CPSO: transparency in the complaint process
Sue’s Views on the News
September 13, 2015
The main problem with the appointment on March 4, 2014 that [my gp] refers to in his letter, in “Audiotape of March 4 Meeting” is not that he raised his voice but that I made it for the purpose of discussing the administration of my ear problem; in fact, I made a point of telling the receptionist that when I made the appointment. However, at the appointment, as the tape recording indicates, [my gp] immediately moved away from discussing the problems of the 3 ENT referrals to asking once more about my ear and examining it. Strangely, he never once mentioned the non-existent report from [the ENT specialist], even though that ENT appointment had been more than 6 months earlier. At the beginning of that appointment on March 4 I did not mention the report from [the ENT specialist], as on other occasions he had told me it was for his eyes only, saying it was private, not for the patient to read. I had hoped we could move past that.
. . . . . . . . .
. . . . first of all, he sent me to a hearing clinic to see an ENT specialist despite my telling him there was nothing wrong with my hearing; next, I was told by [the ENT specialist]’s receptionist that although a hearing test had been set up for me before the appointment, I did not need to take it (The ENT specialist’s report [included with the letter to the Investigator from my gp, suggests that it was later on, during the appointment, that I refused to take it). When I showed up on the day of the appointment, a hearing test had been scheduled for me, though I had declined the offer, so once again, I said I would rather talk to the hearing clinic ENT specialist first. Lastly, while I had two ultrasounds done, presumably [my gp] neglected to inform his secretary that the first one no longer applied and not to send it as it adds nothing to the information the ENT specialist would require. I had had the test redone, at the same imaging lab, as the first ultrasound was done on the wrong area. That kind of error on his part – sending both – may also have made me appear difficult, as I think [the ENT specialist] may have thought, from his abrupt response when I asked him if he had received the report. Yes, both of them, he retorted. Besides that, if he required a hearing a test, that should have been stated originally. In fact, I should never have been sent to an ENT specialist who worked for a hearing clinic. Although [the ENT specialist]’s report suggests I told him my hearing was better in one ear than the other, I told him, and the secretary, and [my gp] that there was nothing wrong with my hearing. I should never have been sent to the [xxx] hearing clinic, and I should have waited until my ear problems could have been addressed by an ENT who didn’t start off on that note.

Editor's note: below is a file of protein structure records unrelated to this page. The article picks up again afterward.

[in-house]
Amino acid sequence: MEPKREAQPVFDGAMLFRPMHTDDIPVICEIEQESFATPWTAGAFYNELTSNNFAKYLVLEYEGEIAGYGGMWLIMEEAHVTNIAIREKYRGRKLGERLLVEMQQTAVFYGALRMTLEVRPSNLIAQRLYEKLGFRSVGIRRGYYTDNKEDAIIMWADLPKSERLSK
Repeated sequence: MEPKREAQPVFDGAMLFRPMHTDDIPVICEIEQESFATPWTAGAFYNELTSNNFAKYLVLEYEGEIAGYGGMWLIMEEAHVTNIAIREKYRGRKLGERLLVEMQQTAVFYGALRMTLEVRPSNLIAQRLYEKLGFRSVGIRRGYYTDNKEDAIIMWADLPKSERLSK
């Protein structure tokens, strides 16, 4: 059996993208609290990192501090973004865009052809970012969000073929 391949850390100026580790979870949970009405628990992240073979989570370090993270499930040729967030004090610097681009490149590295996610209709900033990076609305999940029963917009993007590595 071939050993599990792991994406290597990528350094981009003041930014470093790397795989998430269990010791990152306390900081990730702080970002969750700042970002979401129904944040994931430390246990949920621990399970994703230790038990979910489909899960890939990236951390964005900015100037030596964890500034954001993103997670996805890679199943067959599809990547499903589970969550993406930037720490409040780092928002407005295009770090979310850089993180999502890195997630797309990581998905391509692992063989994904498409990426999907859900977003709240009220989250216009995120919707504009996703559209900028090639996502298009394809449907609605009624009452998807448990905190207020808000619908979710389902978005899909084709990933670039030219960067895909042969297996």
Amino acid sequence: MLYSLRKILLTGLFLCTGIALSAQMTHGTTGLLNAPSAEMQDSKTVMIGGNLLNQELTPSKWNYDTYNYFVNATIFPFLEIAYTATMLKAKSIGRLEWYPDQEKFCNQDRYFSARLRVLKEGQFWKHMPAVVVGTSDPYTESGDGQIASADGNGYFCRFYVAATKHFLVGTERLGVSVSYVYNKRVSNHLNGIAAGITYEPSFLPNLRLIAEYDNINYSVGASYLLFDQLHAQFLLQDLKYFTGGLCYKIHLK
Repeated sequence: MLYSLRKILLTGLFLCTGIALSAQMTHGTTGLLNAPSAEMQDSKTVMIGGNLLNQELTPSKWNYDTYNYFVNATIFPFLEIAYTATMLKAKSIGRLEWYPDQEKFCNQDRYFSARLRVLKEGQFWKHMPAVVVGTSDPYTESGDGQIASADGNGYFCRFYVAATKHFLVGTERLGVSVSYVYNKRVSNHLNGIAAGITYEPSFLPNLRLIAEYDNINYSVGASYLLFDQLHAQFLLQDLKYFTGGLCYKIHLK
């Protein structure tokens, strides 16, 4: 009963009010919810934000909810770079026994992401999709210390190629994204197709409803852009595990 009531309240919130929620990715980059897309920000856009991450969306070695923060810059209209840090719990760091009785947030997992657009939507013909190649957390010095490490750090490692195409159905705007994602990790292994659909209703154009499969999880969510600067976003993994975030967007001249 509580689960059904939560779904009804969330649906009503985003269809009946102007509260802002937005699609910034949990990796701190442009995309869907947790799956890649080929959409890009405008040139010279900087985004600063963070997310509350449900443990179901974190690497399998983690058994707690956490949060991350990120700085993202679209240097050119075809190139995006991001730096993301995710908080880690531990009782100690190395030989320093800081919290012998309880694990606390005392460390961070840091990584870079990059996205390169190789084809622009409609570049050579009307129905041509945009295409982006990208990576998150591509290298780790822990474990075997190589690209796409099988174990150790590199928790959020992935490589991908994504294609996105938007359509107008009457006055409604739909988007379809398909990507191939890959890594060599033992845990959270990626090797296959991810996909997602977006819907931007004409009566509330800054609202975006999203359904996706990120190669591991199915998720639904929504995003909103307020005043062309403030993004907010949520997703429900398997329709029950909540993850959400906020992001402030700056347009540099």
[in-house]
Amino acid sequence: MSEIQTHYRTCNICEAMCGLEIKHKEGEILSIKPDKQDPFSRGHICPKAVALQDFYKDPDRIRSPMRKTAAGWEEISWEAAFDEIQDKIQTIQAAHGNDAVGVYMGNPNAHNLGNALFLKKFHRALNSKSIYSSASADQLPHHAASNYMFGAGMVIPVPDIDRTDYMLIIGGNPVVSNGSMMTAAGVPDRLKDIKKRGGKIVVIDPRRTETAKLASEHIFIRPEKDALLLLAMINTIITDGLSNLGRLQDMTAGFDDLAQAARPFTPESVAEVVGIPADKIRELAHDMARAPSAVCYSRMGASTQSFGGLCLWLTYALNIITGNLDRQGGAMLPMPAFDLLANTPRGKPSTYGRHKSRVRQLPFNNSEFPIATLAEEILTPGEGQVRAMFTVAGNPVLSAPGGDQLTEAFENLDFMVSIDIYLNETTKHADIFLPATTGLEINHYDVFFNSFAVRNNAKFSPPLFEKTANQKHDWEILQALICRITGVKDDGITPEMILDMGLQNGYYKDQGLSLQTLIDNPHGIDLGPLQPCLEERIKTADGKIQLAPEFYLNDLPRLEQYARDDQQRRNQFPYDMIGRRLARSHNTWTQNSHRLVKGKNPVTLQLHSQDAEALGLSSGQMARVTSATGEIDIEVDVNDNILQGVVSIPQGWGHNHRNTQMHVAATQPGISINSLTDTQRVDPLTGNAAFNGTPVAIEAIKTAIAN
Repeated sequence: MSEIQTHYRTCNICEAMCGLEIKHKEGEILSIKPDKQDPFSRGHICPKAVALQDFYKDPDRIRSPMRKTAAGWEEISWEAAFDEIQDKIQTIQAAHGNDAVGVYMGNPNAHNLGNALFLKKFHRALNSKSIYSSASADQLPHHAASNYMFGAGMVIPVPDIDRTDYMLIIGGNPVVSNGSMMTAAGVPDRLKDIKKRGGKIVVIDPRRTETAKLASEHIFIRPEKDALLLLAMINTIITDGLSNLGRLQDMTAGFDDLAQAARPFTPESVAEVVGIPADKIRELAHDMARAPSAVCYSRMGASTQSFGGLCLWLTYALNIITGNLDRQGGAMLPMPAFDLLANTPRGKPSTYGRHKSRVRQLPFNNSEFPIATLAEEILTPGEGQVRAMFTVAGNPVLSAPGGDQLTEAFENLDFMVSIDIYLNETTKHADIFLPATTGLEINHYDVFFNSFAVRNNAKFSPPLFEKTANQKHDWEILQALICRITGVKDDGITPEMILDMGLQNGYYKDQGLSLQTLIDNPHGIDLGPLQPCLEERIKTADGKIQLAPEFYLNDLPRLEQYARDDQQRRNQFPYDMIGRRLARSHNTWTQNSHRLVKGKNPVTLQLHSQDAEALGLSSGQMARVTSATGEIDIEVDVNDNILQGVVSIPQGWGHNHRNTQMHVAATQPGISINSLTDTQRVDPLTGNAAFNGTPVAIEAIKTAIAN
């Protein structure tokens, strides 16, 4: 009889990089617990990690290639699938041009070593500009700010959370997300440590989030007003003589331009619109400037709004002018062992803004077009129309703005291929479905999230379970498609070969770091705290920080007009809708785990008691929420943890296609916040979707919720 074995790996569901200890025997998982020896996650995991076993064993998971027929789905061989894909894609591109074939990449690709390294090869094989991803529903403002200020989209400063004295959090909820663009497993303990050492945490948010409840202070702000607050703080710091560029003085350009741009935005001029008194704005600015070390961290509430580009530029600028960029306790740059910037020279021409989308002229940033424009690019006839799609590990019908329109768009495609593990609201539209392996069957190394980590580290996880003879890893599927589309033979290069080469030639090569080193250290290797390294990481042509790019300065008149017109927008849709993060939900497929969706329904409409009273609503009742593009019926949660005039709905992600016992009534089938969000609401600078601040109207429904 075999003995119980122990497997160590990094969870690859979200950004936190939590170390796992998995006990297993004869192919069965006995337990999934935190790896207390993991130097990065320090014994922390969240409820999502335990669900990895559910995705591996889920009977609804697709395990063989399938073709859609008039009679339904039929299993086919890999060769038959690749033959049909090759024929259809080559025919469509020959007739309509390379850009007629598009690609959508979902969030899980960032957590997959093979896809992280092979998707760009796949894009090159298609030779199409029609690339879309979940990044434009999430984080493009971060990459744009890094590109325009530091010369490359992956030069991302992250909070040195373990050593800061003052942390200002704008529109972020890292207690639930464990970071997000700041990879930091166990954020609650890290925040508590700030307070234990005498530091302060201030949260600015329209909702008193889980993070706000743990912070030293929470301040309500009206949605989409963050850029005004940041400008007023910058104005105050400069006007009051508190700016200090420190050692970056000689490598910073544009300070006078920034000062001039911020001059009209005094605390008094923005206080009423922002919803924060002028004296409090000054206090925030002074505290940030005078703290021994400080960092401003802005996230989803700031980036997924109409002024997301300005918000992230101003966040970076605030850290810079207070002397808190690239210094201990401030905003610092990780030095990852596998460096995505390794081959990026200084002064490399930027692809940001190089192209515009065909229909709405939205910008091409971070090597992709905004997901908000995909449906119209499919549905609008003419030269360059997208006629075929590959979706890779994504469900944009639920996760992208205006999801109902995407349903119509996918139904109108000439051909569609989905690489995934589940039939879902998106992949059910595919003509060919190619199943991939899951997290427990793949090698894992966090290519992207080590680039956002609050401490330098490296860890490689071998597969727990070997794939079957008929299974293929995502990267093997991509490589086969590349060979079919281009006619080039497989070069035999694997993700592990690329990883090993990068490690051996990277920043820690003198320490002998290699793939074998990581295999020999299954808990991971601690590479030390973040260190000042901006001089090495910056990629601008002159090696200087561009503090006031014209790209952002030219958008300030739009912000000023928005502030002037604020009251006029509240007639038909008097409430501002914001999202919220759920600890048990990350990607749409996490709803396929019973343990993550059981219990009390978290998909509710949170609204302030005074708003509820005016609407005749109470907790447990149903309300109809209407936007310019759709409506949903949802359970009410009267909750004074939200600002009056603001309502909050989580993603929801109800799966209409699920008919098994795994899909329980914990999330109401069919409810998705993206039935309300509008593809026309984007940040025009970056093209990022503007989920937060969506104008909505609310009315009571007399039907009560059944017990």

While some of what happened was a misunderstanding, some of it was poor planning on the part of [my gp]. It seems more than likely to me that the reason I never got to see the original report was because [the ENT specialist] commented on some aspect of those miscommunications.
At the appointment I had with [my gp] on March 4, 2014, he made no comment on the fact there had been no report from [the ENT specialist] yet, despite my ear being the topic of discussion. I didn’t mention the non-existent report as I had previously asked to see it and gotten nowhere so had decided to move on from there and try to sort out the problems with the administration of the ear problem at that March 4 appointment. So, he would have you believe that he referred me to two other specialists (one was 18 months down the road so another one was made) without attempting to find out what the first one said. I am not happy about this situation being such a fiasco, and then [my gp] trying to claim it was me who was a “difficult” patient.
. . . . . . . . . .